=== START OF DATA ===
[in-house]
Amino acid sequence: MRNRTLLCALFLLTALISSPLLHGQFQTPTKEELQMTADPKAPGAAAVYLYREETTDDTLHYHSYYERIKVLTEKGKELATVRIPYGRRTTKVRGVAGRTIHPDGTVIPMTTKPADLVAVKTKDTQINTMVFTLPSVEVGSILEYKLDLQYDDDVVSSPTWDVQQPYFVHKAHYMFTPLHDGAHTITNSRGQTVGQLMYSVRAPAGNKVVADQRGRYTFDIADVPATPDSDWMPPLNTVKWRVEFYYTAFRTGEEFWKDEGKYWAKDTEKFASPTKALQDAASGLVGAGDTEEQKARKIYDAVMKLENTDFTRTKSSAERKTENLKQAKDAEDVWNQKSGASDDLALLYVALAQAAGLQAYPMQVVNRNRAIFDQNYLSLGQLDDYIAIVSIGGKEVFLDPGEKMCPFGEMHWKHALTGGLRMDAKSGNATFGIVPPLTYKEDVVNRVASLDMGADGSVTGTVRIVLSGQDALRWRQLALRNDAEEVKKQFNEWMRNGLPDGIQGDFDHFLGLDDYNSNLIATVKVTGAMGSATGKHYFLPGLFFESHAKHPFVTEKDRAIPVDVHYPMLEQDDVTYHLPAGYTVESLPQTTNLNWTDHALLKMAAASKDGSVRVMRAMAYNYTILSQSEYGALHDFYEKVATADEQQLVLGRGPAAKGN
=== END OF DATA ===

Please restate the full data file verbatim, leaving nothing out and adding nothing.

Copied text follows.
[in-house]
Amino acid sequence: MRNRTLLCALFLLTALISSPLLHGQFQTPTKEELQMTADPKAPGAAAVYLYREETTDDTLHYHSYYERIKVLTEKGKELATVRIPYGRRTTKVRGVAGRTIHPDGTVIPMTTKPADLVAVKTKDTQINTMVFTLPSVEVGSILEYKLDLQYDDDVVSSPTWDVQQPYFVHKAHYMFTPLHDGAHTITNSRGQTVGQLMYSVRAPAGNKVVADQRGRYTFDIADVPATPDSDWMPPLNTVKWRVEFYYTAFRTGEEFWKDEGKYWAKDTEKFASPTKALQDAASGLVGAGDTEEQKARKIYDAVMKLENTDFTRTKSSAERKTENLKQAKDAEDVWNQKSGASDDLALLYVALAQAAGLQAYPMQVVNRNRAIFDQNYLSLGQLDDYIAIVSIGGKEVFLDPGEKMCPFGEMHWKHALTGGLRMDAKSGNATFGIVPPLTYKEDVVNRVASLDMGADGSVTGTVRIVLSGQDALRWRQLALRNDAEEVKKQFNEWMRNGLPDGIQGDFDHFLGLDDYNSNLIATVKVTGAMGSATGKHYFLPGLFFESHAKHPFVTEKDRAIPVDVHYPMLEQDDVTYHLPAGYTVESLPQTTNLNWTDHALLKMAAASKDGSVRVMRAMAYNYTILSQSEYGALHDFYEKVATADEQQLVLGRGPAAKGN